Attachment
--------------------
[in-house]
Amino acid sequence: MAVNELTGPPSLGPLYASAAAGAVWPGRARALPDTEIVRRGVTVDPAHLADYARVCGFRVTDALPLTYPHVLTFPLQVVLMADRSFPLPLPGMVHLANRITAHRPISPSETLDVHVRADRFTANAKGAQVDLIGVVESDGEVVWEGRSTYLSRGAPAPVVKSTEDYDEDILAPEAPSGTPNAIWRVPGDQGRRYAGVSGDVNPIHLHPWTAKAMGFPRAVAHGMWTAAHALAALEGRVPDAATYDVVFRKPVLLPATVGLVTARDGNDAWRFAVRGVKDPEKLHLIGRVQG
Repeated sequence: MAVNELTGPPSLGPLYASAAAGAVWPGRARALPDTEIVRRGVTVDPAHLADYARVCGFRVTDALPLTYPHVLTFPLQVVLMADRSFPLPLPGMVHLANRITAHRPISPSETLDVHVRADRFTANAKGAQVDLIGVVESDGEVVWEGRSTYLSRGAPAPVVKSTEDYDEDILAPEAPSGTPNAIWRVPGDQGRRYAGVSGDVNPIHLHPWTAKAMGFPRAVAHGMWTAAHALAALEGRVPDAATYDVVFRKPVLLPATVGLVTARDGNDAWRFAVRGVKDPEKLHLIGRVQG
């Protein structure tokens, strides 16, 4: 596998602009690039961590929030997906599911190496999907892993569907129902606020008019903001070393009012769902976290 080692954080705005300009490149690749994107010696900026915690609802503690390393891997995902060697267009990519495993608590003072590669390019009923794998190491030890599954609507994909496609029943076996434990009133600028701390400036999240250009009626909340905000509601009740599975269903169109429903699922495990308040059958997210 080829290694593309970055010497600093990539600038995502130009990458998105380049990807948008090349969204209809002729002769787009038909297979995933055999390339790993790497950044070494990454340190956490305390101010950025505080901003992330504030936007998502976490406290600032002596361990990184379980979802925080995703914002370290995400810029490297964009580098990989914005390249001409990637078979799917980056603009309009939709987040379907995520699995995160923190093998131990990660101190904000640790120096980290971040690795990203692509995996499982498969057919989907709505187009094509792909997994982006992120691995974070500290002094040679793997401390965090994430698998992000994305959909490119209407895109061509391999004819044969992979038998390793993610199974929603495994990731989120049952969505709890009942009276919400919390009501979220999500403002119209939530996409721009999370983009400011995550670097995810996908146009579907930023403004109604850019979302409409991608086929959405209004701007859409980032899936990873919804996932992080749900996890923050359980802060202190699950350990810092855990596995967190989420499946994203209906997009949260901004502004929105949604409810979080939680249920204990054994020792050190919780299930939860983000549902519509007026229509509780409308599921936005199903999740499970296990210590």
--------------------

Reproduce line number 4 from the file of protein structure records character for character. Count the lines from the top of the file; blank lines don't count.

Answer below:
């Protein structure tokens, strides 16, 4: 596998602009690039961590929030997906599911190496999907892993569907129902606020008019903001070393009012769902976290 080692954080705005300009490149690749994107010696900026915690609802503690390393891997995902060697267009990519495993608590003072590669390019009923794998190491030890599954609507994909496609029943076996434990009133600028701390400036999240250009009626909340905000509601009740599975269903169109429903699922495990308040059958997210 080829290694593309970055010497600093990539600038995502130009990458998105380049990807948008090349969204209809002729002769787009038909297979995933055999390339790993790497950044070494990454340190956490305390101010950025505080901003992330504030936007998502976490406290600032002596361990990184379980979802925080995703914002370290995400810029490297964009580098990989914005390249001409990637078979799917980056603009309009939709987040379907995520699995995160923190093998131990990660101190904000640790120096980290971040690795990203692509995996499982498969057919989907709505187009094509792909997994982006992120691995974070500290002094040679793997401390965090994430698998992000994305959909490119209407895109061509391999004819044969992979038998390793993610199974929603495994990731989120049952969505709890009942009276919400919390009501979220999500403002119209939530996409721009999370983009400011995550670097995810996908146009579907930023403004109604850019979302409409991608086929959405209004701007859409980032899936990873919804996932992080749900996890923050359980802060202190699950350990810092855990596995967190989420499946994203209906997009949260901004502004929105949604409810979080939680249920204990054994020792050190919780299930939860983000549902519509007026229509509780409308599921936005199903999740499970296990210590």